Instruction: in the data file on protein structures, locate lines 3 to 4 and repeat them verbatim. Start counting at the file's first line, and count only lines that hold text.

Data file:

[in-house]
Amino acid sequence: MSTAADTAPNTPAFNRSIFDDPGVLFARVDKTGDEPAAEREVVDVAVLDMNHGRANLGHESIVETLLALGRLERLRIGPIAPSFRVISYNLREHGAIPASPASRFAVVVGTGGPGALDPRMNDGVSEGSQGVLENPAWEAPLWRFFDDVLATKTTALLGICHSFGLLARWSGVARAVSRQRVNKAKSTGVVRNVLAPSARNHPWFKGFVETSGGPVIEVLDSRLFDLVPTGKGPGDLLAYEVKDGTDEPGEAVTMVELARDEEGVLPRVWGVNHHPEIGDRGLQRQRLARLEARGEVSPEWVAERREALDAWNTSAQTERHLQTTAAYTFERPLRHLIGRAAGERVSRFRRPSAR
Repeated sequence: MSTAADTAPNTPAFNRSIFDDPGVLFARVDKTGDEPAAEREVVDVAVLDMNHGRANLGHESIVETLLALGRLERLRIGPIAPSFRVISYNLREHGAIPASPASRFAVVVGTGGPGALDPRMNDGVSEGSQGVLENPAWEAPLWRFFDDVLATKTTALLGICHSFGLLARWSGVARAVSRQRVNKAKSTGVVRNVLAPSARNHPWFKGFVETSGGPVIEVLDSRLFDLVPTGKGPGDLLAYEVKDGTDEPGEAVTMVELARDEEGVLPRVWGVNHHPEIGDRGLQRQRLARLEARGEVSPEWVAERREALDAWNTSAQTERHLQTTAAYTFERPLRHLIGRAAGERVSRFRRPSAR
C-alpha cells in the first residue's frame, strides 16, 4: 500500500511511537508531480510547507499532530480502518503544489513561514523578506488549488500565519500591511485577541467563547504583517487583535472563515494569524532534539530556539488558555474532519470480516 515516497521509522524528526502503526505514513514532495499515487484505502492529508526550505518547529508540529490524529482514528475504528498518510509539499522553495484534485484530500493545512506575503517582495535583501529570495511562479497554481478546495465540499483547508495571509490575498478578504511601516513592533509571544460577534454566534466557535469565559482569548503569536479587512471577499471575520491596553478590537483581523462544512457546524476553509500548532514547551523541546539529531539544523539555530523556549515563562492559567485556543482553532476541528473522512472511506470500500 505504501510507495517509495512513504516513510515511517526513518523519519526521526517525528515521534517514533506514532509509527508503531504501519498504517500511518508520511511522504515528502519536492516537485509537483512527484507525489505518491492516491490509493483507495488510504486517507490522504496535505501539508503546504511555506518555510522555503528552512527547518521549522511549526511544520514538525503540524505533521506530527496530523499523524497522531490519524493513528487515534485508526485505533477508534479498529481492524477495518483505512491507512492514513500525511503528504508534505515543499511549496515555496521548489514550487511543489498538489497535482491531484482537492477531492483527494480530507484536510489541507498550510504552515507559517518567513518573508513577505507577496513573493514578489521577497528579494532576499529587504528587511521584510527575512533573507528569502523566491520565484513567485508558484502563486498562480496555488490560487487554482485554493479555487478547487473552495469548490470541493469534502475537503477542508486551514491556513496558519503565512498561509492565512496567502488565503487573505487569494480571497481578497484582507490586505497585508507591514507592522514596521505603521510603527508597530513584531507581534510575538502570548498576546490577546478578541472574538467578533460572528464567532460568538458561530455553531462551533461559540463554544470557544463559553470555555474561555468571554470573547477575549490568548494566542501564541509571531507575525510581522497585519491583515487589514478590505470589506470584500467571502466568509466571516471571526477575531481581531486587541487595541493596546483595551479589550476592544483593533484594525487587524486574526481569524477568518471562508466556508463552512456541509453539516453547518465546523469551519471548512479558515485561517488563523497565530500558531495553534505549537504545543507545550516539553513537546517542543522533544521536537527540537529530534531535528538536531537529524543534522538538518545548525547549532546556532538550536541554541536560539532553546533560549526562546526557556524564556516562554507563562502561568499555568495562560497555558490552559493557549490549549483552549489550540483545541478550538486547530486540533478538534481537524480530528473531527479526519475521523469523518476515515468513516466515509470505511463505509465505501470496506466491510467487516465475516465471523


Repeated sequence: MSTAADTAPNTPAFNRSIFDDPGVLFARVDKTGDEPAAEREVVDVAVLDMNHGRANLGHESIVETLLALGRLERLRIGPIAPSFRVISYNLREHGAIPASPASRFAVVVGTGGPGALDPRMNDGVSEGSQGVLENPAWEAPLWRFFDDVLATKTTALLGICHSFGLLARWSGVARAVSRQRVNKAKSTGVVRNVLAPSARNHPWFKGFVETSGGPVIEVLDSRLFDLVPTGKGPGDLLAYEVKDGTDEPGEAVTMVELARDEEGVLPRVWGVNHHPEIGDRGLQRQRLARLEARGEVSPEWVAERREALDAWNTSAQTERHLQTTAAYTFERPLRHLIGRAAGERVSRFRRPSAR
C-alpha cells in the first residue's frame, strides 16, 4: 500500500511511537508531480510547507499532530480502518503544489513561514523578506488549488500565519500591511485577541467563547504583517487583535472563515494569524532534539530556539488558555474532519470480516 515516497521509522524528526502503526505514513514532495499515487484505502492529508526550505518547529508540529490524529482514528475504528498518510509539499522553495484534485484530500493545512506575503517582495535583501529570495511562479497554481478546495465540499483547508495571509490575498478578504511601516513592533509571544460577534454566534466557535469565559482569548503569536479587512471577499471575520491596553478590537483581523462544512457546524476553509500548532514547551523541546539529531539544523539555530523556549515563562492559567485556543482553532476541528473522512472511506470500500 505504501510507495517509495512513504516513510515511517526513518523519519526521526517525528515521534517514533506514532509509527508503531504501519498504517500511518508520511511522504515528502519536492516537485509537483512527484507525489505518491492516491490509493483507495488510504486517507490522504496535505501539508503546504511555506518555510522555503528552512527547518521549522511549526511544520514538525503540524505533521506530527496530523499523524497522531490519524493513528487515534485508526485505533477508534479498529481492524477495518483505512491507512492514513500525511503528504508534505515543499511549496515555496521548489514550487511543489498538489497535482491531484482537492477531492483527494480530507484536510489541507498550510504552515507559517518567513518573508513577505507577496513573493514578489521577497528579494532576499529587504528587511521584510527575512533573507528569502523566491520565484513567485508558484502563486498562480496555488490560487487554482485554493479555487478547487473552495469548490470541493469534502475537503477542508486551514491556513496558519503565512498561509492565512496567502488565503487573505487569494480571497481578497484582507490586505497585508507591514507592522514596521505603521510603527508597530513584531507581534510575538502570548498576546490577546478578541472574538467578533460572528464567532460568538458561530455553531462551533461559540463554544470557544463559553470555555474561555468571554470573547477575549490568548494566542501564541509571531507575525510581522497585519491583515487589514478590505470589506470584500467571502466568509466571516471571526477575531481581531486587541487595541493596546483595551479589550476592544483593533484594525487587524486574526481569524477568518471562508466556508463552512456541509453539516453547518465546523469551519471548512479558515485561517488563523497565530500558531495553534505549537504545543507545550516539553513537546517542543522533544521536537527540537529530534531535528538536531537529524543534522538538518545548525547549532546556532538550536541554541536560539532553546533560549526562546526557556524564556516562554507563562502561568499555568495562560497555558490552559493557549490549549483552549489550540483545541478550538486547530486540533478538534481537524480530528473531527479526519475521523469523518476515515468513516466515509470505511463505509465505501470496506466491510467487516465475516465471523